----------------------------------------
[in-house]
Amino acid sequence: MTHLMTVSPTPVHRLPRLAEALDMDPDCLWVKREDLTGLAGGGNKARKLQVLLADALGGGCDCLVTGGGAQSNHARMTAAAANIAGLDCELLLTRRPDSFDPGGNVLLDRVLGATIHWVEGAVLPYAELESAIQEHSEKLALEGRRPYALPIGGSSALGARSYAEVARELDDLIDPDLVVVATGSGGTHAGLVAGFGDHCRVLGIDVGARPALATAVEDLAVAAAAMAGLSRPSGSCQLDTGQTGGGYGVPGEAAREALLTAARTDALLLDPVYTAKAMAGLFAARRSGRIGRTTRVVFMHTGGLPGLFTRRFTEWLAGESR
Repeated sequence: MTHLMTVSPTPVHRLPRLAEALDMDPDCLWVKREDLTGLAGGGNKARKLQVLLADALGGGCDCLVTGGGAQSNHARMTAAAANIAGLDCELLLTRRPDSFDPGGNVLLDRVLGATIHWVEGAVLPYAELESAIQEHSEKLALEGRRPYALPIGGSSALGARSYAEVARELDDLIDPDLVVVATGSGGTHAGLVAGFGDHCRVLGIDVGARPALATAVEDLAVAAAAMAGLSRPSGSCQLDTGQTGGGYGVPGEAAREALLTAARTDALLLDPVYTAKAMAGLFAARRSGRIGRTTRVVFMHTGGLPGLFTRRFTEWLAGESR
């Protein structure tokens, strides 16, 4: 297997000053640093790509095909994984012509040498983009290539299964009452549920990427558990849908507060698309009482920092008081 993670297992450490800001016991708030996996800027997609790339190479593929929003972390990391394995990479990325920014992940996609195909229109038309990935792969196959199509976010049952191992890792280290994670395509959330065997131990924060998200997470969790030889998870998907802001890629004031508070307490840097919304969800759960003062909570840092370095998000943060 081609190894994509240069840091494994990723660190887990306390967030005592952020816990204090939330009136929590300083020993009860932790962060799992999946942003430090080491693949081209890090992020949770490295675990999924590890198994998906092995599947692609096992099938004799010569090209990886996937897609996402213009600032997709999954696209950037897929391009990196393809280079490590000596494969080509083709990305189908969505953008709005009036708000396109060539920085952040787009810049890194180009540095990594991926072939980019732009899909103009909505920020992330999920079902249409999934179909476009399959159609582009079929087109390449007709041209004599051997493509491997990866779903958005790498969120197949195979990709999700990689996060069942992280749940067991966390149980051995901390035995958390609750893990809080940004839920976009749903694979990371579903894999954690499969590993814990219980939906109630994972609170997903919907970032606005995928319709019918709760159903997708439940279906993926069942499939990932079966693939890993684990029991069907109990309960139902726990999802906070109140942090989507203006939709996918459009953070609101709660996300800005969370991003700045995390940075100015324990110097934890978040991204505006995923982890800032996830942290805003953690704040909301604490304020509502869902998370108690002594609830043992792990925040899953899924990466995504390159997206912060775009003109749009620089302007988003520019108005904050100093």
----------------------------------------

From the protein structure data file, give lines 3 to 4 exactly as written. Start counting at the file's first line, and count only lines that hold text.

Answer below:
Repeated sequence: MTHLMTVSPTPVHRLPRLAEALDMDPDCLWVKREDLTGLAGGGNKARKLQVLLADALGGGCDCLVTGGGAQSNHARMTAAAANIAGLDCELLLTRRPDSFDPGGNVLLDRVLGATIHWVEGAVLPYAELESAIQEHSEKLALEGRRPYALPIGGSSALGARSYAEVARELDDLIDPDLVVVATGSGGTHAGLVAGFGDHCRVLGIDVGARPALATAVEDLAVAAAAMAGLSRPSGSCQLDTGQTGGGYGVPGEAAREALLTAARTDALLLDPVYTAKAMAGLFAARRSGRIGRTTRVVFMHTGGLPGLFTRRFTEWLAGESR
């Protein structure tokens, strides 16, 4: 297997000053640093790509095909994984012509040498983009290539299964009452549920990427558990849908507060698309009482920092008081 993670297992450490800001016991708030996996800027997609790339190479593929929003972390990391394995990479990325920014992940996609195909229109038309990935792969196959199509976010049952191992890792280290994670395509959330065997131990924060998200997470969790030889998870998907802001890629004031508070307490840097919304969800759960003062909570840092370095998000943060 081609190894994509240069840091494994990723660190887990306390967030005592952020816990204090939330009136929590300083020993009860932790962060799992999946942003430090080491693949081209890090992020949770490295675990999924590890198994998906092995599947692609096992099938004799010569090209990886996937897609996402213009600032997709999954696209950037897929391009990196393809280079490590000596494969080509083709990305189908969505953008709005009036708000396109060539920085952040787009810049890194180009540095990594991926072939980019732009899909103009909505920020992330999920079902249409999934179909476009399959159609582009079929087109390449007709041209004599051997493509491997990866779903958005790498969120197949195979990709999700990689996060069942992280749940067991966390149980051995901390035995958390609750893990809080940004839920976009749903694979990371579903894999954690499969590993814990219980939906109630994972609170997903919907970032606005995928319709019918709760159903997708439940279906993926069942499939990932079966693939890993684990029991069907109990309960139902726990999802906070109140942090989507203006939709996918459009953070609101709660996300800005969370991003700045995390940075100015324990110097934890978040991204505006995923982890800032996830942290805003953690704040909301604490304020509502869902998370108690002594609830043992792990925040899953899924990466995504390159997206912060775009003109749009620089302007988003520019108005904050100093």